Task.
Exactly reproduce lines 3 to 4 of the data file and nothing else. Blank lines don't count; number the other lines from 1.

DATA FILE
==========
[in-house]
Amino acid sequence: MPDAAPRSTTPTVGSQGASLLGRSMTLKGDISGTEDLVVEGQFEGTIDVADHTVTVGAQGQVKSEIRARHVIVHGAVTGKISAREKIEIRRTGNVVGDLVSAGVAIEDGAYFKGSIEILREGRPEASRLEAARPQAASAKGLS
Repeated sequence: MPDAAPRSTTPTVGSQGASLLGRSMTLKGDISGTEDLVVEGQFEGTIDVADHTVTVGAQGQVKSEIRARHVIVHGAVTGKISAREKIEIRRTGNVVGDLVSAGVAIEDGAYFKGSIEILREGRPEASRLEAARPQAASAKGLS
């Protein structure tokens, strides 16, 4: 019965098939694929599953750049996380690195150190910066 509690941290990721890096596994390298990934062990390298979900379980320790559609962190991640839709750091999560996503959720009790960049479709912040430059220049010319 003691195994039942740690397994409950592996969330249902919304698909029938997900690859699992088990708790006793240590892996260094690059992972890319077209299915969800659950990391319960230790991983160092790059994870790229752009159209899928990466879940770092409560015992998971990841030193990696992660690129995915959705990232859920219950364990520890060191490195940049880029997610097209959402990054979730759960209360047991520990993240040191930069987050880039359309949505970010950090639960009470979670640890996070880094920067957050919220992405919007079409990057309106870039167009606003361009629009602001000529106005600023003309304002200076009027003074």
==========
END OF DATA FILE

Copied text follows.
Repeated sequence: MPDAAPRSTTPTVGSQGASLLGRSMTLKGDISGTEDLVVEGQFEGTIDVADHTVTVGAQGQVKSEIRARHVIVHGAVTGKISAREKIEIRRTGNVVGDLVSAGVAIEDGAYFKGSIEILREGRPEASRLEAARPQAASAKGLS
């Protein structure tokens, strides 16, 4: 019965098939694929599953750049996380690195150190910066 509690941290990721890096596994390298990934062990390298979900379980320790559609962190991640839709750091999560996503959720009790960049479709912040430059220049010319 003691195994039942740690397994409950592996969330249902919304698909029938997900690859699992088990708790006793240590892996260094690059992972890319077209299915969800659950990391319960230790991983160092790059994870790229752009159209899928990466879940770092409560015992998971990841030193990696992660690129995915959705990232859920219950364990520890060191490195940049880029997610097209959402990054979730759960209360047991520990993240040191930069987050880039359309949505970010950090639960009470979670640890996070880094920067957050919220992405919007079409990057309106870039167009606003361009629009602001000529106005600023003309304002200076009027003074």